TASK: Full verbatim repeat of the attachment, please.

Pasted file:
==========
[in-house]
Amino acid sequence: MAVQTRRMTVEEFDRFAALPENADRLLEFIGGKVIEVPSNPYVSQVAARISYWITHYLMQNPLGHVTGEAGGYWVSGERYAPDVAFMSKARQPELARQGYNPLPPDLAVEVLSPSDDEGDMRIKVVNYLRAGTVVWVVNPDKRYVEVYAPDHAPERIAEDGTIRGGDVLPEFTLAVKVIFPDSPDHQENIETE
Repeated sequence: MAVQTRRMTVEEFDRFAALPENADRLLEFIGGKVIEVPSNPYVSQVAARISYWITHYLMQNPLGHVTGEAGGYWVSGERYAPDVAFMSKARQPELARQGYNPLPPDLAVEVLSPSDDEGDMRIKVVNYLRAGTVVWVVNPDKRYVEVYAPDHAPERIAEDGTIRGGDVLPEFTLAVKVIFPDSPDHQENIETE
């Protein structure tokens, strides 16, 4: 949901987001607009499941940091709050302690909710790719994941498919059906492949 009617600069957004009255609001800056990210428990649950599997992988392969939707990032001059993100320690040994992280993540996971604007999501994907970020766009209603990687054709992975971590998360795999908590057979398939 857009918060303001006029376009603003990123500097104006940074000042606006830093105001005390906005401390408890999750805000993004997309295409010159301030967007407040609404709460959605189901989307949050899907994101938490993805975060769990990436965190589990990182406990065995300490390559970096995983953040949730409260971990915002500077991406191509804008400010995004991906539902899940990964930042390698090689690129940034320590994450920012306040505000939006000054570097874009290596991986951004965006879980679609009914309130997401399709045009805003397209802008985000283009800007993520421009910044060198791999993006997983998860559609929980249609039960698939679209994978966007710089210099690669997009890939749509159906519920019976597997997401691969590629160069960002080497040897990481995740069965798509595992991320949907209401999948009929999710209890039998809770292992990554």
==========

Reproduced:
[in-house]
Amino acid sequence: MAVQTRRMTVEEFDRFAALPENADRLLEFIGGKVIEVPSNPYVSQVAARISYWITHYLMQNPLGHVTGEAGGYWVSGERYAPDVAFMSKARQPELARQGYNPLPPDLAVEVLSPSDDEGDMRIKVVNYLRAGTVVWVVNPDKRYVEVYAPDHAPERIAEDGTIRGGDVLPEFTLAVKVIFPDSPDHQENIETE
Repeated sequence: MAVQTRRMTVEEFDRFAALPENADRLLEFIGGKVIEVPSNPYVSQVAARISYWITHYLMQNPLGHVTGEAGGYWVSGERYAPDVAFMSKARQPELARQGYNPLPPDLAVEVLSPSDDEGDMRIKVVNYLRAGTVVWVVNPDKRYVEVYAPDHAPERIAEDGTIRGGDVLPEFTLAVKVIFPDSPDHQENIETE
């Protein structure tokens, strides 16, 4: 949901987001607009499941940091709050302690909710790719994941498919059906492949 009617600069957004009255609001800056990210428990649950599997992988392969939707990032001059993100320690040994992280993540996971604007999501994907970020766009209603990687054709992975971590998360795999908590057979398939 857009918060303001006029376009603003990123500097104006940074000042606006830093105001005390906005401390408890999750805000993004997309295409010159301030967007407040609404709460959605189901989307949050899907994101938490993805975060769990990436965190589990990182406990065995300490390559970096995983953040949730409260971990915002500077991406191509804008400010995004991906539902899940990964930042390698090689690129940034320590994450920012306040505000939006000054570097874009290596991986951004965006879980679609009914309130997401399709045009805003397209802008985000283009800007993520421009910044060198791999993006997983998860559609929980249609039960698939679209994978966007710089210099690669997009890939749509159906519920019976597997997401691969590629160069960002080497040897990481995740069965798509595992991320949907209401999948009929999710209890039998809770292992990554």